Winning is its own reward. It is also its own punishment.
For a prime example of that, look no further than the New England Patriots.
Seven years of sustained excellence has won them three Super Bowls. But in the process, it?s turned them into the NFL?s big, mean football machine, the team everybody roots against.
Nothing illustrates that more than this Sunday?s humongous clash with the Dallas Cowboys. For decades, it didn?t matter who the Cowboys were playing, they were the team most people wanted to see lose. But now, solely by virtue of playing the Pats, the Cowboys for maybe the first time in their history actually are America?s Team.
It?s likely that even Giants? fans, who would rather see Dallas lose than show up in the parking lot on game day to find Bobby Flay waiting to cater their tailgate party, will be pulling for the guys with the stars on their helmets. That?s how unpopular New England has become.
I doubt that the Patriots care. Being hated for being too good is a lot better than being laughed at for being reliably mediocre.
New England has plenty of experience as the NFL?s fall-down comedians. For all those years when the Cowboys were loathed for all their America?s Team smugness, the team from Foxboro went by the nickname the Patsies. They were loveable losers back then, the Chicago Cubs of the NFL, but without all the winning seasons.
So if they?re viewed now as being less cuddly than a wolverine with a migraine, I doubt they care. They probably even enjoy being hated ? it lets them play the old ?The-whole-world-is-against-us? card.
And that includes their quarterback, Tom Brady, which is really remarkable.
Even as the Patriots were becoming the team everybody wanted to see lose, Brady remained above the fray, buoyed by his matinee-idol good looks and his uncanny ability to win games.
Brady is still popular, but he?s outdone in this game by a genuine America?s Team Idol, Cowboy quarterback Tony Romo, a swashbuckling graduate from clipboard duty who took over from Drew Bledsoe last year and led the team to the playoffs. And even people who like them both are going to go with the exciting kid, Romo, over the veteran star, Brady.
And then there are the coaches. If this game had been played last year, there would have been a hung jury on which one was more deserving of ill will. But the irascible Bill Parcells, who had also once coached the Patriots, hung up his clipboard after the season, to be replaced by Wade Phillips, an easy-going and amiable man with whom even Terrell Owens cannot find fault.
That leaves Patriots? coach Bill Belichick, the man who shows up on the sideline looking as if he?d mugged a bum for his clothes, and one of the few men who could give Dick Cheney lessons in how to be disagreeable with the media.
Let?s start with that outfit he wears. The NFL is very particular about the way its players and coaches dress. An untucked shirt will earn a fine. An unauthorized head band can start a league scandal. A coach, in fact, needs special dispensation from the commissioner himself just to wear a suit and tie on the sideline.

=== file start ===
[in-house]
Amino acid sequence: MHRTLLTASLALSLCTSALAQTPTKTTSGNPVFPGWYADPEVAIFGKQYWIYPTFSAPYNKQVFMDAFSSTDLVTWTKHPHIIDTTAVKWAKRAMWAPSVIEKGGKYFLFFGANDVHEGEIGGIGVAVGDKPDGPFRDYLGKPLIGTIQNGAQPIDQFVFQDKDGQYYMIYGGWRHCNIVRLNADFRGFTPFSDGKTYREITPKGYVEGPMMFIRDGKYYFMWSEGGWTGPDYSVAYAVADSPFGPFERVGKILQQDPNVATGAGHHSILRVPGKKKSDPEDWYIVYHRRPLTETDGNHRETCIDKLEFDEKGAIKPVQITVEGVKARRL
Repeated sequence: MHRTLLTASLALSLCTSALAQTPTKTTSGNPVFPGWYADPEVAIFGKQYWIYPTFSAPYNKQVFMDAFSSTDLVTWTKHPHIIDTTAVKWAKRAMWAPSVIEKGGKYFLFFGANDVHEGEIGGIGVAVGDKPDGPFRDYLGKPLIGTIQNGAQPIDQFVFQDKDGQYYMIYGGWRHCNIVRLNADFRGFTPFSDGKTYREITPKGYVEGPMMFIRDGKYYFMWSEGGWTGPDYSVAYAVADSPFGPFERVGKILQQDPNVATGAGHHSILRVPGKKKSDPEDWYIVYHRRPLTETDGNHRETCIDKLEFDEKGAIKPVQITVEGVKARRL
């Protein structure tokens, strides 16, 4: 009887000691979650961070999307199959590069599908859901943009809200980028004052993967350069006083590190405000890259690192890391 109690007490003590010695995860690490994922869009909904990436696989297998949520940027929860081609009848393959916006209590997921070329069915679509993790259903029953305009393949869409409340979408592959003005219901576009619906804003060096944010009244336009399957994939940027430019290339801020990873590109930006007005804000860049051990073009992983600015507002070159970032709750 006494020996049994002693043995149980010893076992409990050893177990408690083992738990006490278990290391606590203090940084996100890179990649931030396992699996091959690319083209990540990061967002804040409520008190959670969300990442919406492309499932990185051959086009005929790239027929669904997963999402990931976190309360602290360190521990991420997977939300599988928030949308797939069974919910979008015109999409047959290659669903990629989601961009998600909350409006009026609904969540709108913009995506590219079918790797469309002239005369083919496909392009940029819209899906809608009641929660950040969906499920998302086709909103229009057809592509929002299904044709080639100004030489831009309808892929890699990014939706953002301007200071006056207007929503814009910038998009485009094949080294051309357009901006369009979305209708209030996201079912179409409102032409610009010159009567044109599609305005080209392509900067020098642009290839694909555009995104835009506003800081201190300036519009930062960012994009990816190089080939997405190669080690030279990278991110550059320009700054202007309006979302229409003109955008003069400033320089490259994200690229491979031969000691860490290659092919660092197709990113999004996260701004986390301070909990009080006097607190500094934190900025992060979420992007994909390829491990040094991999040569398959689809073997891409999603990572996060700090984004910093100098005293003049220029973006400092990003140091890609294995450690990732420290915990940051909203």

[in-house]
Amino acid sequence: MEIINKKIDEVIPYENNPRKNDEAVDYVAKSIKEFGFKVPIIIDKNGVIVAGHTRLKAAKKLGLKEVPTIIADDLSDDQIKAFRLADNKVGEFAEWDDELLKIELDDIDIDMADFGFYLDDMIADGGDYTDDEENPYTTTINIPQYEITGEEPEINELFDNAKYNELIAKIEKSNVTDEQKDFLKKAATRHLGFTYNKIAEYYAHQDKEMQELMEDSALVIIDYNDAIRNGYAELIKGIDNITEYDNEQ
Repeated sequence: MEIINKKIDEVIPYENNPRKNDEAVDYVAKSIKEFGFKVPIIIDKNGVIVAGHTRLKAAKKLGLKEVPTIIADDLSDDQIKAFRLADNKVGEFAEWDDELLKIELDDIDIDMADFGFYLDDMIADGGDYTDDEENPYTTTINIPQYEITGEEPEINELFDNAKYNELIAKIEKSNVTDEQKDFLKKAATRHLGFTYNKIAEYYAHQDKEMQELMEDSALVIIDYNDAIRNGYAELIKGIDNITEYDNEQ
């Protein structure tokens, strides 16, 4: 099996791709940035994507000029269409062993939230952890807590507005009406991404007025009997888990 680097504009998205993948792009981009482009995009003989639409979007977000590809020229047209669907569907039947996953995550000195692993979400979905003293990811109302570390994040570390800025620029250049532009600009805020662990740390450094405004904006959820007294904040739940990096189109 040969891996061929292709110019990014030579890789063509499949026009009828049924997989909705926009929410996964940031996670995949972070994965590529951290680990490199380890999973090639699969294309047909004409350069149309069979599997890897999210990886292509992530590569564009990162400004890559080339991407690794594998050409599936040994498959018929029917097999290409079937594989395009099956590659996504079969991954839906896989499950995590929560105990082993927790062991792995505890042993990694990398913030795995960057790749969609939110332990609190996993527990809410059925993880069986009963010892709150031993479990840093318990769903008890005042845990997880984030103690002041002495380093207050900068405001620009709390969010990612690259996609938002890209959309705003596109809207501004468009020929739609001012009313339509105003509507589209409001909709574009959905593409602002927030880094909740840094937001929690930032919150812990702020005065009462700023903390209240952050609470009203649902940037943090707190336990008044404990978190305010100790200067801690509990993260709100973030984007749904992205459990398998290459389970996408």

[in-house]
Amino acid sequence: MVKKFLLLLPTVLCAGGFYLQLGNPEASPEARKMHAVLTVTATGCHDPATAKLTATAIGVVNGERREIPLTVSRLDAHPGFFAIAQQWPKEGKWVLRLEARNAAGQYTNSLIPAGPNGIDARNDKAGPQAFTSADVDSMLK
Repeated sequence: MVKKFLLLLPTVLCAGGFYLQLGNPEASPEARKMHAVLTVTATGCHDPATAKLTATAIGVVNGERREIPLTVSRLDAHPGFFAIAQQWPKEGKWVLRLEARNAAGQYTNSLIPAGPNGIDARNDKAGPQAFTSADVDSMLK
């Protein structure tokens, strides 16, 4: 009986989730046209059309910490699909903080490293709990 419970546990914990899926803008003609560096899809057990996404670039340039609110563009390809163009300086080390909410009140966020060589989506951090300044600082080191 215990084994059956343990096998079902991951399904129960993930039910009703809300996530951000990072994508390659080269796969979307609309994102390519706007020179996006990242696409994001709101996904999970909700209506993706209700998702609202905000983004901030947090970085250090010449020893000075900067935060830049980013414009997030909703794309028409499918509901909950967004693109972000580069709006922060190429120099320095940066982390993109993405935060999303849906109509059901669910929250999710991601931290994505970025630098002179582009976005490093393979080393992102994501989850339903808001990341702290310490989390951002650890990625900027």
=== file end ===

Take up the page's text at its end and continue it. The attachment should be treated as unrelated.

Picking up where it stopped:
New England?s superior defense will be the difference in Dallas
But Belichick shows up in his tattered old hoodie with the sleeves torn off, and that?s considered coachly attire.
You know he does it on purpose. It?s his way of showing that if he took the time to dress decently, it might distract him from his work. How would he find time to spy on other teams? signals if he had to poke around looking for something clean to wear?
He has a sense of humor, and during his rare breaks from the game after the season, he?s actually quite engaging and amiable. But once he switches into football mode, you?d swear he was born with a rare birth defect that rendered him incapable of smiling.
The media put up with it for a while because he was winning, and that trumps everything. But after a while, it got tiresome, as did his reluctance to part with information. You?d think he?d mellow, if even a little bit, but he hasn?t.
To the fans, he comes off as cold-hearted and unsentimental. It doesn?t matter how popular or good a player is, if he doesn?t want to accept his assigned position in the team?s salary structure, he?s gone.
That attitude has made the Patriots great. Belichick is all about team, not individuals, and when they were winning their Super Bowls, we marveled at how selfless they all were and we congratulated Belichick as making something that was greater than the sum of its parts.
But now they?re seen as a machine, picking parts off the shelf, plugging them in, and grinding on, made more of cogs and gears than flesh and blood.
The cheating episode in the year?s first game against the Jets wouldn?t have harmed most teams. NFL fans are inured to cheating. They may burst with righteous indignation at a baseball player caught taking steroids, but a football player caught doing the same thing receives virtually no criticism.
Baseball playoff drama, men carrying their women, catching big waves and more.
But this was Belichick who got caught and slammed with a $500,000 fine. Any other coach might have gotten the same fine, but he wouldn?t have taken the same criticism from fans and media. Belichick got skewered ? mostly because people were delighted to see him get even a little piece of what they figured he deserved.
And now they want to see the undefeated Patriots get lassoed and hogtied, even if it means rooting for the Cowboys to do it.